Other divas to check out today:
Butterfly Swords by Jeannie Lin
The Chancellor’s Bride by Kirsten Saell (Rating: NC-17)
Scenting Cinnamon by Ella Drake (Rating: NC-17)
Asking for It by Kate Willoughby (Rating: PG-13)
21st Century Courtesan by Eden Bradley (Rating: PG-13)
Excerpt Monday by Evie Byrne (Site Rating: NC-17)
The Encounter by Rose London (Rating: NC-17)First in the Soulguard series by Amber Gilchrist
Excerpt Monday, take 2!
This is from Scenting Cinnamon:
** language warning **
She didn’t recognize her own body, rigid in death. The fire red teddy ripped from her cold alabaster skin for the scalpel to cut, the blood to run down the cold metal table, and the drain on the floor to collect it all.
The last remnants of her life.
Cinnamon watched from the corner of the room, feeling raped and defiled by the men spreading her lifeless body before the angel of death himself.
Confusion, loneliness, and fear were not emotions Cinnamon Murphy was accustomed to feeling. And yet, there she was, dead on a slab in the mortuary and awaiting the scalpel with emotions she’d never had in life, and wondered why she was even hanging around instead of going after that big bright tunnel in the sky. Moments ago, if you’d asked her, she’d have said being the hotshot detective should have been a first class, express train to Paradise. Let alone getting the Hellions off the street before they could cause damage, protecting the innocent, righting the wrongs, putting the depraved behind bars.
But if the men with the roaming hands gave any indication, she had more work to do, and unfortunately, she was dead. Still here in this hellhole, she watched filth touching her body. Tugs and pulls, pinches and rough fondling gradually muted as if she were numb, under anesthesia, but with an edge of awareness seeping in.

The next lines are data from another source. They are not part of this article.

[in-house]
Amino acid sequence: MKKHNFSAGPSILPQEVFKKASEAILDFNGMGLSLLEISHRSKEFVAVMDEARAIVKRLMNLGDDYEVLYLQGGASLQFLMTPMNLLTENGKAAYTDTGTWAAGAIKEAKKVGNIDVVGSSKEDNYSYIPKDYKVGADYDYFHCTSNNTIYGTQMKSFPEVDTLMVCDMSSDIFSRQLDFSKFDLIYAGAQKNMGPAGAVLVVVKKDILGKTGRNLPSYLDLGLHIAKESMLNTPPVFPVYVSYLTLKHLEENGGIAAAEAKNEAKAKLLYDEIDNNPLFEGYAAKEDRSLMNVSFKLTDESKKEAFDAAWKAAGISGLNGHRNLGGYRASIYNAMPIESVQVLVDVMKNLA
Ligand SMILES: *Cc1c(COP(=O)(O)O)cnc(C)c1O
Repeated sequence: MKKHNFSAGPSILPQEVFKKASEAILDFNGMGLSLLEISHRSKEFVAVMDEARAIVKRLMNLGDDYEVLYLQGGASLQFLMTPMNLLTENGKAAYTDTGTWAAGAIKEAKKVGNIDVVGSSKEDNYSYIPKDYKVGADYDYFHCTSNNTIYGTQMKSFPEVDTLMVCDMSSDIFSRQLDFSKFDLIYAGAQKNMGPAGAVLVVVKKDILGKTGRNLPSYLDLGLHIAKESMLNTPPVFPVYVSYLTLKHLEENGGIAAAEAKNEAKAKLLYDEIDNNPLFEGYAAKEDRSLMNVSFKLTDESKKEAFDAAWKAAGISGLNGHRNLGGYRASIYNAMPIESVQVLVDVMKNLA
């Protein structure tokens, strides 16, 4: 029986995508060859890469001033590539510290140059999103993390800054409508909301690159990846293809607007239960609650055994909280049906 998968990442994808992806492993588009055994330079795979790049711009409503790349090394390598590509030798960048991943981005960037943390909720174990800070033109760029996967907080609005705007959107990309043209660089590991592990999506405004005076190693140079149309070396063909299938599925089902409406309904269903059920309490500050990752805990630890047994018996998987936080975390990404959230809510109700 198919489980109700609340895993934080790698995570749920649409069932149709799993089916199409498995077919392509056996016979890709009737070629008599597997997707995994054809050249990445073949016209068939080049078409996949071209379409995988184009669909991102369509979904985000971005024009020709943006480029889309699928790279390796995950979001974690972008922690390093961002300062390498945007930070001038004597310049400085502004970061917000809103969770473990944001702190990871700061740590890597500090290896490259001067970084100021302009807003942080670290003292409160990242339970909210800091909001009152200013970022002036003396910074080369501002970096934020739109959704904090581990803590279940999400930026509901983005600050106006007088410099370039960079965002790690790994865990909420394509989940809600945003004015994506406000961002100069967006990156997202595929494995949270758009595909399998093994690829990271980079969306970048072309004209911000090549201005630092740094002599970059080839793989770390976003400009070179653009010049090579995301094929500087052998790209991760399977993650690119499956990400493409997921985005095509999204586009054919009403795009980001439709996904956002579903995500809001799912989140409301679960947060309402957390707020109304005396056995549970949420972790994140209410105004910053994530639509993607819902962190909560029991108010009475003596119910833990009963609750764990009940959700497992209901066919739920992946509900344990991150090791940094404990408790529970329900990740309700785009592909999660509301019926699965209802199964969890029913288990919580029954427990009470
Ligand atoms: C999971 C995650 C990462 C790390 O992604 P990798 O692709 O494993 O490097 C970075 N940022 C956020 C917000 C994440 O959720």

The deep baritone pulsed through her body lying on the table, and although she had been afraid before, the demon’s voice prodding her desire made her aware of two things. First, she was dead, even if she was self aware, and unfortunately not dreaming. Definitely dead, otherwise she’d be off that table and slicing off the demon’s head in a heartbeat. Second, her apprehensions were verified by the looks of horror etched on the two men backing away from her body. One of the demon’s lackeys crashed into a gurney. Surgical instruments scattered across the floor.
If his own terrified men fled, what did he have planned for her? And why had desire coursed through her body for a type of creature she’d pledged her life to eradicate?
They dashed for the door. Her prostrate body, unable to tremble, left alone with the dark man standing at the end of her table. Tall enough that he would’ve towered over her, his waist brushed across her bare feet since the table had been extended full height.
Despite the anxiety clawing at her throat, she put her observational skills to work, trying to understand how she had gotten here and the identity of the men, starting with the demon at her feet. Surely he was a demon, dark as shadow. The light bounced off his bronze tanned skin and jet black shiny hair. Encased in a black leather jacket, his shoulders stretched wide and long legs strained against matching leather pants, tight enough to see the musculature and fine shape beneath.
Wait a minute, Murphy.
At least seven feet, maybe more, he was too tall to be a demon. A Nephilim, a pre-flood product of a demon and a human woman, a man among men, a fallen angel. Or, something like that. She hadn’t paid much attention to the history sessions she’d sat through when she first joined the volunteer Hellion Squad—which she had done every solstice since she’d gotten her detective license. To her, a product of a demon and a human was quite frankly, demon. No “half” about it.
This complicated matters. She always knew where she stood with a demon, but a Nephilim could be tricky.
Good or evil? Or, as it really played out, evil or only partially depraved?
To her, it was easy. Black and white. If it wasn’t fully human, Cin lopped off the head, asked questions later. She’d learned that lesson the hard way, after losing one partner too many.
“Tanner?” His force of his low tenor reverberated, and a scrambling outside the room answered. Within seconds, the door slid open, and a short burly man barreled in, bringing the heat and humidity of South Florida with him, sweat glistening on his pale bald head.